Saturday, November 8, 2008

How did RIM fall so far behind?

First of all, their web browser is terrible. It really doesn't even classify as a modern web browser. Probably 80 to 90% of the sites I frequent are basically unusable on it. Opera isn't much better. Too slow & buggy. I haven't used any of their newest models but it doesn't sound like they've made any massive improvements. Even if they do there is a considerable perception problem to deal with. There are ALOT of BBs out there and probably 99% of them have awful web browsers. Even if they were to release something now that was very good it would be an uphill battle. Mobile web is now the real killer app for smart phones. RIM is years behind.

Second, they've really fallen behind on e-mail. Setting up a BES server for Exchange support is weak. It needs to be built into the phone's mail client. Attachment viewing is clunky at best. Needs to support more file types and do a much better job supporting existing file types.

Third, no wifi? That would have been understandable in 1998 maybe. In the year 2008 not having wifi as a standard feature is basically suicidal.

Fourth, they seem to be fragmenting their market. 100% touch vs. touch + keyboard, no touch, flip phones(??) QWERTY vs. non-QWERTY. Different screen sizes/resolutions. Not a good idea.

My suggestion to RIM is to just give up and adopt Android. History has shown (in the case of Palm, Windows Mobile) that once you fall behind it's very hard to ever catch-up. Even if you do catch-up technically you're fighting perception vs. reality. You can have the best current-gen product out there but people will always judge your products by whatever model they have used in the past. It's not really fair but that's just how it goes. A big move to a new platform at least draws a clear line in the sand to differentiate your new product line.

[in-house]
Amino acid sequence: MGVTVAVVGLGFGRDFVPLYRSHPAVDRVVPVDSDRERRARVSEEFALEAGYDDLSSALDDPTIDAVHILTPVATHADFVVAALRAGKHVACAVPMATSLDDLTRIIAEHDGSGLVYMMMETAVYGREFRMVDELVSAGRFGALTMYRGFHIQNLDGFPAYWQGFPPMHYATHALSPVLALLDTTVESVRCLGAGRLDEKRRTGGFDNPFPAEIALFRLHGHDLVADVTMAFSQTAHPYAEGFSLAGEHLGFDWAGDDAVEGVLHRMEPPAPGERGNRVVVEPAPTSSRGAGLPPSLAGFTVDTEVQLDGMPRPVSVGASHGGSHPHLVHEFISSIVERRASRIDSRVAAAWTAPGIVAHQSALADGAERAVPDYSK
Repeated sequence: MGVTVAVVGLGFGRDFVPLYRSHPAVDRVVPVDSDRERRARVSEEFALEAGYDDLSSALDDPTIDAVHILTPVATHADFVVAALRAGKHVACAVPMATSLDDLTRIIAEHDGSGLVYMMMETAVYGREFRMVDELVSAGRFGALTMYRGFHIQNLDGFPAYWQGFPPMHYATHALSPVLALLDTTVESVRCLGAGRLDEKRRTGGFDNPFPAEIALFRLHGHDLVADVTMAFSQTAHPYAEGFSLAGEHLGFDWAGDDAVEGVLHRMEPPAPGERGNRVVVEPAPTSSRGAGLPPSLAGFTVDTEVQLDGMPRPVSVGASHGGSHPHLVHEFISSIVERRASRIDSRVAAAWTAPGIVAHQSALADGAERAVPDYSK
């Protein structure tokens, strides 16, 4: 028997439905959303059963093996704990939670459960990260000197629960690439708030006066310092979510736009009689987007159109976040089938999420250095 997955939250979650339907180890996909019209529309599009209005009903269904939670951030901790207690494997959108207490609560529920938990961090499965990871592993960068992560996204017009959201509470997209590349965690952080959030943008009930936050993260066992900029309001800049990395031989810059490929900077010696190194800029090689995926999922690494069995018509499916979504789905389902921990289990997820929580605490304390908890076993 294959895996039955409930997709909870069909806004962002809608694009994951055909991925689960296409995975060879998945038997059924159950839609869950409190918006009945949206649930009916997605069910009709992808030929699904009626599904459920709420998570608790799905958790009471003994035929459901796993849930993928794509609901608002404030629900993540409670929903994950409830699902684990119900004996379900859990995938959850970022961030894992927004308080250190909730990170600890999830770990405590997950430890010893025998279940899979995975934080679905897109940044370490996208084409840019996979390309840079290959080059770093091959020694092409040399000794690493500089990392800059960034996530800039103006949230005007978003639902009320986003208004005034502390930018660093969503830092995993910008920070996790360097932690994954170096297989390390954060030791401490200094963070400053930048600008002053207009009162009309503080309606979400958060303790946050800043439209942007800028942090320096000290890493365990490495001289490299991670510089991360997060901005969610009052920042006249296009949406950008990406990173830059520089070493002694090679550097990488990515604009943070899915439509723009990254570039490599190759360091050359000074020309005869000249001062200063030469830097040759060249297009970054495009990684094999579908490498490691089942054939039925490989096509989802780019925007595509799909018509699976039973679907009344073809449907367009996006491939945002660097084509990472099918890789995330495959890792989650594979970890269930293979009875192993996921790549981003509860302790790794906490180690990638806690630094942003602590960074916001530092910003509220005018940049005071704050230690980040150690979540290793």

Since Android's SDK is all Java based porting apps would be pretty easy. Although there's really no single BBOS app I can think of that I would actually want to see ported. Even the most basic apps are in need of a major GUI overhaul anyway. They'd probably be better off just adopting the standard Android apps.

I don't think RIM has to worry about becoming "just another Android phone maker" because they do make some of the best phone hardware out there. They're going to have a big advantage over the competition. They have more brand recognition too -- it may be a little tarnished but it's not too late to save it. The key is not holding onto the past until the hole is too deep.

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